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Courtroom testimony;: A policeman's guide

4.0 out of 5 stars 1 customer review

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Product Details

  • Unknown Binding: 244 pages
  • Publisher: Funk & Wagnalls (1970)
  • Language: English
  • ASIN: B0006CK9PI
  • Average Customer Review: 4.0 out of 5 stars  See all reviews (1 customer review)
  • Amazon Best Sellers Rank: #15,986,578 in Books (See Top 100 in Books)

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Format: Hardcover
The 17 chapters are a guide to being an effective witness in court. While written as "a policeman's guide" it can serve as a tutorial for any citizen who wants to learn more about the legal system. While this is rarely seen in real life by most people it will allow you to understand novels and dramas set in a courtroom. Policemen dominate our system of criminal justice by the number of witnesses and their importance to the public prosecutor (p.1). Yet they do not get an explanation of the strategies that are practiced by lawyers. Training can improve their effectiveness as a witness. The modern police are not part of the judicial system, and this can create tensions due to a lack of legal training. The police work to support the prosecution, a bias for convictions (p.5). Yet the police have a duty to prevent wrongful convictions (p.6). Police forces are localized and differ among towns, counties, and states (p.10). The job of a policeman is to gather the evidence in a form that will support a conviction. There is real evidence (physical objects) and documentary evidence; both must be explained by testimony. This book covers the general subject of courtroom testimony and explains what is needed to improve testimony in court. [This 1970 book may be partly out of date. It is helpful for those who seek more knowledge about court procedures.]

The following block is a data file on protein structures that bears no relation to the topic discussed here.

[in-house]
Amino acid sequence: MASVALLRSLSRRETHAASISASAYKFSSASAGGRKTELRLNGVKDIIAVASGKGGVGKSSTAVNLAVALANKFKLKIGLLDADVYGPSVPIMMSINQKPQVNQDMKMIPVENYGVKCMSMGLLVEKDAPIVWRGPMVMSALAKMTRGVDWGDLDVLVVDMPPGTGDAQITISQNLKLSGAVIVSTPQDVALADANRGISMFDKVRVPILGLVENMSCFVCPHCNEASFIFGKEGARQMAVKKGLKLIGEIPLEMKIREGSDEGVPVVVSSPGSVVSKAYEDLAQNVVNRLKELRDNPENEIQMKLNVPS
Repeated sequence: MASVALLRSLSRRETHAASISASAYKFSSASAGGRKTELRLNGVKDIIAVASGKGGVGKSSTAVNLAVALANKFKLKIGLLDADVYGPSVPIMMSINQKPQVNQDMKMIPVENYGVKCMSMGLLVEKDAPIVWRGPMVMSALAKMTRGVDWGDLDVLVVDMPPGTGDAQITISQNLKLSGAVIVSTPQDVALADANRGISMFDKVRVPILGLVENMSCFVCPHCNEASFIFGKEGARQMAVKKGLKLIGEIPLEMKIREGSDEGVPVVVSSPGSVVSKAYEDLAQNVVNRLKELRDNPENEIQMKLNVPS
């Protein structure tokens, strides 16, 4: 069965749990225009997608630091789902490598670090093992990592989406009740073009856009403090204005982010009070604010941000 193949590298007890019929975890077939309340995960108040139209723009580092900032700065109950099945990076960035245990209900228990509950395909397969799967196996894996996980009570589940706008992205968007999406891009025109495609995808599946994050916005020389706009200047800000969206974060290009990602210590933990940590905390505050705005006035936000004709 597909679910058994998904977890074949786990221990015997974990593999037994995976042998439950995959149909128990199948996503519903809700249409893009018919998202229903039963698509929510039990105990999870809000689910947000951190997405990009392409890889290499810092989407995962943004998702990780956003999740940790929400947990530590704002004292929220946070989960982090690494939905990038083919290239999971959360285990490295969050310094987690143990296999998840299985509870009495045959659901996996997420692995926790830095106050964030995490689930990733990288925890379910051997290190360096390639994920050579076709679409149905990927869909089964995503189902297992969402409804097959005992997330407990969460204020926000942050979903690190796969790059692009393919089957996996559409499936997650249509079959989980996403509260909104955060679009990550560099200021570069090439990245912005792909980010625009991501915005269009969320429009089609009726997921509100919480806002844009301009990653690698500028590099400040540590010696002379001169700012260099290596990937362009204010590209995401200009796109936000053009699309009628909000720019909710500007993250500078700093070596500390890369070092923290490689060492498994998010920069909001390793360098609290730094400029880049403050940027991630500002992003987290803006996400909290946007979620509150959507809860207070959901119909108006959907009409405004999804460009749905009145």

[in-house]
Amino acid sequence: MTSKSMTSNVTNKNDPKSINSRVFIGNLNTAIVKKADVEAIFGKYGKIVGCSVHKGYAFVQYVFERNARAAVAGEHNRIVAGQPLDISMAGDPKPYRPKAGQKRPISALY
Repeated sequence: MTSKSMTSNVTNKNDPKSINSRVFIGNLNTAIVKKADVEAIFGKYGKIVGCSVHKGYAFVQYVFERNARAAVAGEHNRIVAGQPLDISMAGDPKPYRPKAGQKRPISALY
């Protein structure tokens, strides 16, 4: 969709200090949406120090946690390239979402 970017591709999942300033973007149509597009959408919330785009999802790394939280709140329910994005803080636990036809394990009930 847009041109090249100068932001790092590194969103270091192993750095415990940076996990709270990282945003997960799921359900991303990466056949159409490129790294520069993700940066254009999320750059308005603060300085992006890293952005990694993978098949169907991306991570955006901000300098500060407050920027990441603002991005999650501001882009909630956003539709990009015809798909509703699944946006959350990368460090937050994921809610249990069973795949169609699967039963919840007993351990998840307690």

Most Eastern states use a grand jury to indict a suspect, most Western states use a preliminary hearing before a magistrate (p.20). Jury trials are a combat between two sets of skilled lawyers, the jury has to decide whose presentation was better (p.30). Previous convictions are generally excluded from criminal trials (p.31). "Plea bargaining" is wholly illegal (p.33)! A case that goes to trial requires many police hours (p.34).
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